Touts are responsible for almost 90 per cent of ticket listings on Viagogo, according to an investigation by the Daily Record.
The Scottish newspaper looked at 25 major upcoming gigs at Scotland’s biggest venue, the 13,000-capacity SSE Hydro, and found that official traders offered 2,030 passes, or 89 per cent, out of a total 2,277, while only 247 were listed by fans.
It found that 119 different scalpers were posting tickets on Viagogo, with only 13 of them registered in Scotland. Eighty, or 67 per cent, came from elsewhere in the UK, while the other 26 were registered outside the UK in Dubai, the Ukraine and the US.
After a long-running and on-going battle with the Competition and Markets Authority (CMA), Viagogo now requires each seller to list an address or phone number. However, the Record found that the controversial ticketing resale site only provides customers with this information towards the end of the sales process, after customers have entered card details.
It also noted that many of the addresses were for PO Boxes or used trading names that do not correspond with any UK-listed companies.
Following pressure from the CMA, Viagogo now places a star icon next to known traders, which is defined as someone selling more than 100 tickets per year.
Adam Webb, founder of anti-touting campaign group FanFair Alliance, said the findings call into question Viagogo’s claims to being a ‘peer-to-peer’ resale site.
He told the Daily Record: “This snapshot offers irrefutable proof that Viagogo is not a fan-to-fan marketplace.
“In fact, there appears to be hardly any fans using the site. Around 90 per cent of tickets at the 25 shows we looked at were listed by “traders”, many based overseas and most of them untraceable.
“We have real concerns that such practices constitute a breach of consumer law. The directors need to be called to account. In fact, the directors should already be in court.”
A Viagogo spokesperson told TheTicketingBusiness.com: “Viagogo is a secondary ticketing marketplace which provides people with access to tickets for events usually closed to them, owing to the limited number of tickets released through the primary market, from a broad range of sellers.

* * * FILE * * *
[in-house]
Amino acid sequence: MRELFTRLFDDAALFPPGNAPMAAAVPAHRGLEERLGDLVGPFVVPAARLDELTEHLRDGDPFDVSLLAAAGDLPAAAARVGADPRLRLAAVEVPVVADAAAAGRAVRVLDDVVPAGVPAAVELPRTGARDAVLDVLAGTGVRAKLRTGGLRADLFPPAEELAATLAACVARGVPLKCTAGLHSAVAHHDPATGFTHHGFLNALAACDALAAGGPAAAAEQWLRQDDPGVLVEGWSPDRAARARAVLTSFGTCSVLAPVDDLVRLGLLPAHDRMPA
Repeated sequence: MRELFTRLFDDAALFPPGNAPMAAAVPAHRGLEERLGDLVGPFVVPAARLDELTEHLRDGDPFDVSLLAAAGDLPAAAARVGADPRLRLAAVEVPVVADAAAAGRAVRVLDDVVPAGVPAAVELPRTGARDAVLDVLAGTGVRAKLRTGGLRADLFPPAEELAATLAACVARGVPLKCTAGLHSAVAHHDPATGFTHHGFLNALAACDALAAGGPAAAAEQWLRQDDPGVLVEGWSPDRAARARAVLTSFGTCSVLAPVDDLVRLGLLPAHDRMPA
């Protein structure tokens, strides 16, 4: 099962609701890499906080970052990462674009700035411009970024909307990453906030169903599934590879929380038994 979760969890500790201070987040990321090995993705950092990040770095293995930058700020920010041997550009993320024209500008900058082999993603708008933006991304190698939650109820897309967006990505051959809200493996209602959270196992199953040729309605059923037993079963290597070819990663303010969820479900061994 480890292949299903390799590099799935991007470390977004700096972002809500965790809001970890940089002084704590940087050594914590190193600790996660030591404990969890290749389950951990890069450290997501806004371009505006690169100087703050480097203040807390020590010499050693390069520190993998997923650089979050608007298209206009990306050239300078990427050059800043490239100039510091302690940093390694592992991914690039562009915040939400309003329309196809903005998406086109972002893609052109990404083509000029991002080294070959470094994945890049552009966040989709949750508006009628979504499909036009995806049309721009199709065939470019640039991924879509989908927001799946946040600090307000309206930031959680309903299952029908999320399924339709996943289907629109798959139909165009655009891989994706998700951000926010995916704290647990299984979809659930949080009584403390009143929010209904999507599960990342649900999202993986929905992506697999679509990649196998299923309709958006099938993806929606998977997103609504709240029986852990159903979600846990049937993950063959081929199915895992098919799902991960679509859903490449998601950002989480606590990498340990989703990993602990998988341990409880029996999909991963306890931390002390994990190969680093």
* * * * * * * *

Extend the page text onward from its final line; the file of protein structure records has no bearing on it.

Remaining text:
“Tickets usually sell very quickly on Viagogo and with many people only having one or two to sell, for an event they can no longer attend, they go quickly and the listing isn’t online for long.
“Traders tend to list more tickets and therefore have more listings on the site for longer. It is also important to note that the vast majority of tickets on our platform sell for at or around face value. In our experience where tickets are incorrectly priced, too high, they tend not to sell and those are the ones still on the site.”
In November 2017, the CMA announced enforcement action against four major secondary ticketing websites – Viagogo, GetMeIn, Seatwave and StubHub. While three of the companies complied, Viagogo missed the deadline and was threatened with court, fines and prison time for its executives.
As recently as March 2019, the watchdog said it was ready to take legal action against the resale site as it allegedly remained non-compliant with a court order served in November 2018.
Last month, it was announced that the CMA could be given new powers to tackle consumer law without having to go through the courts. Under plans unveiled by Business Secretary Greg Clark today (Tuesday), the UK government will consult on giving the competition watchdog new powers to intervene earlier and would include being able to directly impose fines on firms for poor business behaviour.